Doctors told to apologise over stroke recuperation treatment

A LOVING daughter has told of her anger after doctors caring for her elderly father allowed him to become malnourished and dehydrated when he was supposed to be recuperating from a stroke.

By The Newsroom
Monday, 11th January 2016, 9:22 am
Updated Monday, 11th January 2016, 9:26 am
William Rae lost nearly a sixth of his body weight in under two months. Picture: comp
William Rae lost nearly a sixth of his body weight in under two months. Picture: comp

Doctors were ordered to apologise by Scotland’s ombudsman after 72-year-old William Rae lost nearly a sixth of his body weight in under two months, dropping to under seven stone while he was in a care home.

His daughter Jacqui Rae, from Mortonhall, said it was “heartbreaking” to watch her father disappear before her eyes and insisted he was never the same up to his death a year later.

The former bar steward was treated at the Edinburgh Royal Infirmary in May 2014 after suffering a stroke and then sent to privately run Cairdean House in Oxgangs, which acts as a step-down unit for patients who need rehabilitation before going home.

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Mr Rae suffered a fall at the care home on July 7, leaving him in pain and refusing to eat, but he was not taken to hospital for more than four weeks as GPs at Oxgangs Path Surgery felt it was better for him to remain in the unit.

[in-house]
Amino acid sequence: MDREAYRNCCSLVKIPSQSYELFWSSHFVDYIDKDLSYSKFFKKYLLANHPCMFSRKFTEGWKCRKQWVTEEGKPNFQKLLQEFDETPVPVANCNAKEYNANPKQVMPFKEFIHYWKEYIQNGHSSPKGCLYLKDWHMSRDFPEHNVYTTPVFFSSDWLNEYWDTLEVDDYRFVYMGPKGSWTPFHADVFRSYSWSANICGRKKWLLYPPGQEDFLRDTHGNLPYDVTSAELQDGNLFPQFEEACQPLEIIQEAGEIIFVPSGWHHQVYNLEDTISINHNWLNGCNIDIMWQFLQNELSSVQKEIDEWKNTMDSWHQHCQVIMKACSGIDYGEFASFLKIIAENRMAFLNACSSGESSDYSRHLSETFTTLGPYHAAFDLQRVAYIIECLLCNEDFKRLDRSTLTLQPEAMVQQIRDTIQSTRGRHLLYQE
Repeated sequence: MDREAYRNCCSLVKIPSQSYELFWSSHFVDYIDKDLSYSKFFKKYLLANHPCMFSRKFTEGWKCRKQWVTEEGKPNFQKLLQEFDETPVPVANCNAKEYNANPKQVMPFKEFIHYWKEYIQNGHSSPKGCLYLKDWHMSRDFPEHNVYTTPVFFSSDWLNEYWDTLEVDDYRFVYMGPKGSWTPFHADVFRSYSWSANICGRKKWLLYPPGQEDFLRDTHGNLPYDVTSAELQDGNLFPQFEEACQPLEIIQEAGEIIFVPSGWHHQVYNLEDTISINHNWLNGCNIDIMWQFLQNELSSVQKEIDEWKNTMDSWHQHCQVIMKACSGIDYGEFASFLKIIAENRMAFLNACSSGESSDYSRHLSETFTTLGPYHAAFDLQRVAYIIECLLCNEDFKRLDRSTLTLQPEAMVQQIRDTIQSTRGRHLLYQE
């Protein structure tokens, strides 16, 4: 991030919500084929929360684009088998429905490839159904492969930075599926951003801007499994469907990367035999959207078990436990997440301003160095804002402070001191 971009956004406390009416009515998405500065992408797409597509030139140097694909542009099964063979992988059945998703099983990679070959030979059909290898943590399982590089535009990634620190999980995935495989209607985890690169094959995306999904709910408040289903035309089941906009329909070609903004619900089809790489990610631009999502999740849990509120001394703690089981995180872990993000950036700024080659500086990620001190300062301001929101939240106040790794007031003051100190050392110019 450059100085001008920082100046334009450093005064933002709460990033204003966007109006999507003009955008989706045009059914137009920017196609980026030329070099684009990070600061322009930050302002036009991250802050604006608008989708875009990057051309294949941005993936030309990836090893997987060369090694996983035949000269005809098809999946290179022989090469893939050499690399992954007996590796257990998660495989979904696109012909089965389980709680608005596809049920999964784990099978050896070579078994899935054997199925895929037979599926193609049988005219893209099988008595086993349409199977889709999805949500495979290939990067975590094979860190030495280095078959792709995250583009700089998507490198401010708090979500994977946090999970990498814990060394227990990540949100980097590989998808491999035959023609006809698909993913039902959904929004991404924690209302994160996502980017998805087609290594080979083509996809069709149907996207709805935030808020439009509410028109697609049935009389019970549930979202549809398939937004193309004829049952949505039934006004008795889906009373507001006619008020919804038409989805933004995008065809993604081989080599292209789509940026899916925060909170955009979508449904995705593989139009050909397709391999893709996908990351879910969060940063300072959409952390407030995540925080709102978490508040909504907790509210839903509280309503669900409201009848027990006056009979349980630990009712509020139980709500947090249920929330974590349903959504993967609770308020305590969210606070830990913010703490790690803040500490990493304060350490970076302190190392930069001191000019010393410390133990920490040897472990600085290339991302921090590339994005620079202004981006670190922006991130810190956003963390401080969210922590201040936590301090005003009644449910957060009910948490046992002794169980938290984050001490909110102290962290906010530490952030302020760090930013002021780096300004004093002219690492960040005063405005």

When he was finally taken back to the ERI, doctors discovered Mr Rae was badly dehydrated, doubly incontinent and emaciated after losing nearly a stone and a half in weight.

Jacqui, 55, said she argued repeatedly with doctors that he should have been hospitalised after his fall but she felt like she was being ignored. She said: “No-one should have to suffer like my father did. I kept thinking of the doctors: ‘How would you feel if it was your father there?’. He lost all of his dignity. It was heartbreaking.”

Jim Martin, Scotland’s ombudsman, found the GP practice had failed to properly assess Mr Rae and a dietician should have been called in as he had lost “a significant” amount of weight.

He criticised “sparse” record keeping and also found there was an unacceptable delay in prescribing Mr Rae with antibiotics for a suspected urinary tract infection.

The tragic case may be symptomatic of a wider problem in elderly care, warned Dr Jean Turner, patron of the Scotland Patients Association.

She said: “It’s a very sad story and I think that it is the kind of thing that may be happening more frequently than we would like but people aren’t complaining.

“Many people who have a stroke can recover to have a reasonably good quality of life.”

A spokesperson for Craiglockart Medical Group, which includes Oxgangs Path Surgery, said: “We take the findings of this report very seriously, have reflected on them as a team, and are carrying out the recommendations made.”

Liz McKeegan, regional director of Care UK, which runs Cairdean House, said: “We shared all our observations and our concerns relating to the deterioration of [Mr Rae’s] health with the GPs.

“The team made every effort to encourage him to eat and drink and called an out-of-hours GP when our nurses felt that he had an infection.

“The care home team followed the directions of the GP and reported back to them.”